Vegan Butternut Squash Bisque

Warm, comforting, delicious: Perfect for cold weather.

Warm, comforting, delicious: Ideal food for chilly weather.

My beloved autumn has at last arrived, chasing away the bright sunshine and high temperatures – beloved by many – that make me, paradoxically, wilt. Along with the chilled air and cloudy skies has come a decided craving for traditional cold weather fare: hearty stews and soups. This seasonal craving never hit me when I lived in a hot climate, another data point that despite being chained to electronics, we are still creatures of the weather.

I decided to try a vegan butternut squash bisque recipe that I found recently. I’d been wanting to try butternut squash bisque for months, but I didn’t have the time. It has only been in the last several weeks that I’ve had the time to breathe, it seems like. The recipe seemed as though it would be a toasty backdrop to grey skies and cold winds.

The thick texture of this soup is phenomenal.

The thick texture of this soup is phenomenal.

Butternut squash is rich in vitamin C and vitamin A, and a good source of fiber, potassium, vitamin B-6, and magnesium. It’s not a bad source of iron and calcium, either. It is interesting that craving for this low-calorie fruit spikes during winter, because it contains next to no fat and no vitamin D – two things people typically crave during winter months. My theory is that the vitamin content of the squash compensates for the lack of fat and vitamin D, which explains its winter appeal. Here’s an interesting tidbit regarding vitamin D: Above 30° latitude, you cannot synthesize vitamin D from sunlight, because the angle of the sun is too oblique. That is when dietary sources of vitamin D become hugely important. Like I said, it is interesting that this squash becomes so popular during winter, even though it lacks vitamin D. It could simply be because it is harvested in the fall, and is thus available as seasonal produce, but I still don’t think that alone explains its popularity. I think its flavour and versatility are behind its beloved status as winter gourd.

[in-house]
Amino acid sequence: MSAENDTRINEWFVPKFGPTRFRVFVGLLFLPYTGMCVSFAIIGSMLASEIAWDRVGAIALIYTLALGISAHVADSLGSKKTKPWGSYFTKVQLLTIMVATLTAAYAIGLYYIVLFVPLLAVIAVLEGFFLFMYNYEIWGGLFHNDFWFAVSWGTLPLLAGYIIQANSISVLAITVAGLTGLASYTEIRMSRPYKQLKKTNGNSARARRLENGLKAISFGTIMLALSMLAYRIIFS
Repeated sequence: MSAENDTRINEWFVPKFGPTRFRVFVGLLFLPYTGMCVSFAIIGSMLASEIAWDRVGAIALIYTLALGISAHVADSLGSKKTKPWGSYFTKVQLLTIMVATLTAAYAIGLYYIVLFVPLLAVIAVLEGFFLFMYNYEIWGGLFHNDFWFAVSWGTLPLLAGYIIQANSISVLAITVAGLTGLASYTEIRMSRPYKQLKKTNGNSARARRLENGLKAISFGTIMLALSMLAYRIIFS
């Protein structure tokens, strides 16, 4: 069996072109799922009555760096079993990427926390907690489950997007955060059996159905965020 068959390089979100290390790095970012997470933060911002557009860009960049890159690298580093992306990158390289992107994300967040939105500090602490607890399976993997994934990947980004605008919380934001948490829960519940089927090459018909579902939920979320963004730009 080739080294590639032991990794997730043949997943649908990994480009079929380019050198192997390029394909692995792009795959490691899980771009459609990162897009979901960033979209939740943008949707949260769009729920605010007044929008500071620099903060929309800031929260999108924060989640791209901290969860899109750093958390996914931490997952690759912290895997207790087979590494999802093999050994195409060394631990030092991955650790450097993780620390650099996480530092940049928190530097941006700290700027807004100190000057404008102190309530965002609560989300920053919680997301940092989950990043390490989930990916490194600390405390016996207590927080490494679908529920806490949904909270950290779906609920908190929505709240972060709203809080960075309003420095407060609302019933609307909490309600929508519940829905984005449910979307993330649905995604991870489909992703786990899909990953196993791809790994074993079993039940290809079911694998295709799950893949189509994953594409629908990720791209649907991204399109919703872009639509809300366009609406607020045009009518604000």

Butternut squash lends itself to all kinds of dishes. You can prep it as I outlined in this post, and use the cubes in soup. You can slice the squash lengthwise, exposing the seeds, and roast it. Its flesh is used to add richness and depth to vegetarian dishes, and it is so sweet that it can even be used as an emergency substitute for sweet potatoes. You can also roast the seeds, as I detailed in the prep post. This Huffington Post article details some of the other things, both savory and sweet, that are possible with butternut squash.

This bisque comes together in around 30 minutes, assuming the squash is already cubed. (You can cube the squash in advance, and refrigerate the cubes in an airtight container to make prepping soup for later easier and faster.) The bisque has a nicely thick texture, and the sweet flavour of the squash is set off by curried spices and full fat coconut milk. It is warm, comforting, and satisfying. I would go so far as to say it is the best butternut squash bisque I’ve ever had, beating out even those with cream instead of full fat coconut milk.

The spices used, minus the red chili powder (which I didn't think to add until after the soup was blended). From L-R: curry powder, cinnamon powder, kosher salt, black pepper.

The spices used, minus the red chili powder (which I didn’t think to add until after the soup was blended). From L-R: curry powder, cinnamon powder, kosher salt, black pepper.

The recipe is highly adaptable; you can adjust the seasonings and additions to suit your palate. We substituted an onion for 2 shallots, and would happily use an onion again. The recipe calls for 2 – 3 TBS of maple syrup, but you can reduce the amount or even omit it altogether. I used 2 TBS, but I thought even that was slightly too much; next time, I’ll use 1 TBS. 2 TBS yielded a flavour much like the butternut squash bisques you typically find in restaurants, so most people would probably prefer 2 TBS. I also added a dash of red chili powder for a spicy kick, and I think it balanced out the curry powder. The original recipe calls for vegetable broth, making the soup truly vegan, but I used chicken broth. I think the chicken broth works very well, giving the bisque a certain heartiness and boosting its protein. You can use either, and the soup will be wonderful. The end result is a soup that is not only a delicious accompaniment to autumn, but surprisingly filling: One liquid cup sufficed for lunch. The soup reheats well, and if anything, its flavour profile becomes deeper and richer by the second day.